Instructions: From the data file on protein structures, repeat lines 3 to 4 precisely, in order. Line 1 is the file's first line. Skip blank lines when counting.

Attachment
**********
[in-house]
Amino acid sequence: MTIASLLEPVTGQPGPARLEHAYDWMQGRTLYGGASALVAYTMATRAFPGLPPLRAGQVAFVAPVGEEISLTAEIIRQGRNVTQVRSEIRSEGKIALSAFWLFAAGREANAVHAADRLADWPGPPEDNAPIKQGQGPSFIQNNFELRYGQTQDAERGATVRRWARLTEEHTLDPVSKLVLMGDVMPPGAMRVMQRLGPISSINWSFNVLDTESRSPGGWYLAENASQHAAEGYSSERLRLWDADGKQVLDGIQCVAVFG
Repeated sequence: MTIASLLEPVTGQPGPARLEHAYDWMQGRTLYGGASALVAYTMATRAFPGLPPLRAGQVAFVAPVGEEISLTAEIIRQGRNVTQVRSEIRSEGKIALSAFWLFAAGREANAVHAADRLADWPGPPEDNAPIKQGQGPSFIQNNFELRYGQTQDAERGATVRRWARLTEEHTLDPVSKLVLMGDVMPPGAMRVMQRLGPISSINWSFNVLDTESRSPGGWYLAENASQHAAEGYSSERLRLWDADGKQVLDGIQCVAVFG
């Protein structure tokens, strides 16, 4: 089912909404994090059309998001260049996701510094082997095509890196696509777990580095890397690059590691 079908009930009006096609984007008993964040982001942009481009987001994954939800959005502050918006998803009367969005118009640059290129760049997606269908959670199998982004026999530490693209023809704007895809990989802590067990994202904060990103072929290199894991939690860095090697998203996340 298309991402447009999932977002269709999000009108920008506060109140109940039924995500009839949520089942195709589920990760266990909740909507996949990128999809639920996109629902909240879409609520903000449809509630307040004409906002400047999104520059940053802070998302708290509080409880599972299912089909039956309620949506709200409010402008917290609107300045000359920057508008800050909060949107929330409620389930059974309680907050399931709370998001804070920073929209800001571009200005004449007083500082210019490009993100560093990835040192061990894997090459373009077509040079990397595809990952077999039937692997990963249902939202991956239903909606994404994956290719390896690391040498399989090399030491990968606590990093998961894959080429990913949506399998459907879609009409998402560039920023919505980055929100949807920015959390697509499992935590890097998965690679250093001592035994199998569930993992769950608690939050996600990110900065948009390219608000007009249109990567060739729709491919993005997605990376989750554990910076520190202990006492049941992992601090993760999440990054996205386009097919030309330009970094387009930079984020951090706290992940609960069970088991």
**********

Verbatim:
Repeated sequence: MTIASLLEPVTGQPGPARLEHAYDWMQGRTLYGGASALVAYTMATRAFPGLPPLRAGQVAFVAPVGEEISLTAEIIRQGRNVTQVRSEIRSEGKIALSAFWLFAAGREANAVHAADRLADWPGPPEDNAPIKQGQGPSFIQNNFELRYGQTQDAERGATVRRWARLTEEHTLDPVSKLVLMGDVMPPGAMRVMQRLGPISSINWSFNVLDTESRSPGGWYLAENASQHAAEGYSSERLRLWDADGKQVLDGIQCVAVFG
């Protein structure tokens, strides 16, 4: 089912909404994090059309998001260049996701510094082997095509890196696509777990580095890397690059590691 079908009930009006096609984007008993964040982001942009481009987001994954939800959005502050918006998803009367969005118009640059290129760049997606269908959670199998982004026999530490693209023809704007895809990989802590067990994202904060990103072929290199894991939690860095090697998203996340 298309991402447009999932977002269709999000009108920008506060109140109940039924995500009839949520089942195709589920990760266990909740909507996949990128999809639920996109629902909240879409609520903000449809509630307040004409906002400047999104520059940053802070998302708290509080409880599972299912089909039956309620949506709200409010402008917290609107300045000359920057508008800050909060949107929330409620389930059974309680907050399931709370998001804070920073929209800001571009200005004449007083500082210019490009993100560093990835040192061990894997090459373009077509040079990397595809990952077999039937692997990963249902939202991956239903909606994404994956290719390896690391040498399989090399030491990968606590990093998961894959080429990913949506399998459907879609009409998402560039920023919505980055929100949807920015959390697509499992935590890097998965690679250093001592035994199998569930993992769950608690939050996600990110900065948009390219608000007009249109990567060739729709491919993005997605990376989750554990910076520190202990006492049941992992601090993760999440990054996205386009097919030309330009970094387009930079984020951090706290992940609960069970088991």